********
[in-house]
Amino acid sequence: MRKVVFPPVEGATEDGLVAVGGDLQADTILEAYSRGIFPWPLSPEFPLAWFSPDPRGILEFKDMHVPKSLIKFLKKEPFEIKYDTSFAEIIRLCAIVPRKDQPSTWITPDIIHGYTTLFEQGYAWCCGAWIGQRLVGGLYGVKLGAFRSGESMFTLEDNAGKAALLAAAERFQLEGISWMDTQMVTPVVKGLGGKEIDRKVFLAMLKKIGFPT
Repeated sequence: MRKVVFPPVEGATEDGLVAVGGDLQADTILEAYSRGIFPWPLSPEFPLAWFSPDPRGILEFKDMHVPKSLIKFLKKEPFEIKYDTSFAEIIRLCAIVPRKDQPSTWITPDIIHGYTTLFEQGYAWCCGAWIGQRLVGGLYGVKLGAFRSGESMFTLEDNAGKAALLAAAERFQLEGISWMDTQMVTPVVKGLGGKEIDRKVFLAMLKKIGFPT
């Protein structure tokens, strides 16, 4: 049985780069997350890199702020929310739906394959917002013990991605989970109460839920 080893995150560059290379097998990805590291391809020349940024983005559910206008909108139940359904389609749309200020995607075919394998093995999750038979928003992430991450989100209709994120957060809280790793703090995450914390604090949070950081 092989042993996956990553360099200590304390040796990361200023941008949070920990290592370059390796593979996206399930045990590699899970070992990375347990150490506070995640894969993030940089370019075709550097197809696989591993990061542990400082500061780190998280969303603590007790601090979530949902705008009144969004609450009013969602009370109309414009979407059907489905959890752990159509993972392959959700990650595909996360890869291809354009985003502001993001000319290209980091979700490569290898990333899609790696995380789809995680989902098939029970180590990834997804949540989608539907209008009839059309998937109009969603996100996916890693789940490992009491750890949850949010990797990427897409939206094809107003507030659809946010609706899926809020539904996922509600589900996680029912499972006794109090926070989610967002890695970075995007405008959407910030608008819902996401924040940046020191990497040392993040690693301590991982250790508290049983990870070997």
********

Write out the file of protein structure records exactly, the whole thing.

[in-house]
Amino acid sequence: MRKVVFPPVEGATEDGLVAVGGDLQADTILEAYSRGIFPWPLSPEFPLAWFSPDPRGILEFKDMHVPKSLIKFLKKEPFEIKYDTSFAEIIRLCAIVPRKDQPSTWITPDIIHGYTTLFEQGYAWCCGAWIGQRLVGGLYGVKLGAFRSGESMFTLEDNAGKAALLAAAERFQLEGISWMDTQMVTPVVKGLGGKEIDRKVFLAMLKKIGFPT
Repeated sequence: MRKVVFPPVEGATEDGLVAVGGDLQADTILEAYSRGIFPWPLSPEFPLAWFSPDPRGILEFKDMHVPKSLIKFLKKEPFEIKYDTSFAEIIRLCAIVPRKDQPSTWITPDIIHGYTTLFEQGYAWCCGAWIGQRLVGGLYGVKLGAFRSGESMFTLEDNAGKAALLAAAERFQLEGISWMDTQMVTPVVKGLGGKEIDRKVFLAMLKKIGFPT
């Protein structure tokens, strides 16, 4: 049985780069997350890199702020929310739906394959917002013990991605989970109460839920 080893995150560059290379097998990805590291391809020349940024983005559910206008909108139940359904389609749309200020995607075919394998093995999750038979928003992430991450989100209709994120957060809280790793703090995450914390604090949070950081 092989042993996956990553360099200590304390040796990361200023941008949070920990290592370059390796593979996206399930045990590699899970070992990375347990150490506070995640894969993030940089370019075709550097197809696989591993990061542990400082500061780190998280969303603590007790601090979530949902705008009144969004609450009013969602009370109309414009979407059907489905959890752990159509993972392959959700990650595909996360890869291809354009985003502001993001000319290209980091979700490569290898990333899609790696995380789809995680989902098939029970180590990834997804949540989608539907209008009839059309998937109009969603996100996916890693789940490992009491750890949850949010990797990427897409939206094809107003507030659809946010609706899926809020539904996922509600589900996680029912499972006794109090926070989610967002890695970075995007405008959407910030608008819902996401924040940046020191990497040392993040690693301590991982250790508290049983990870070997």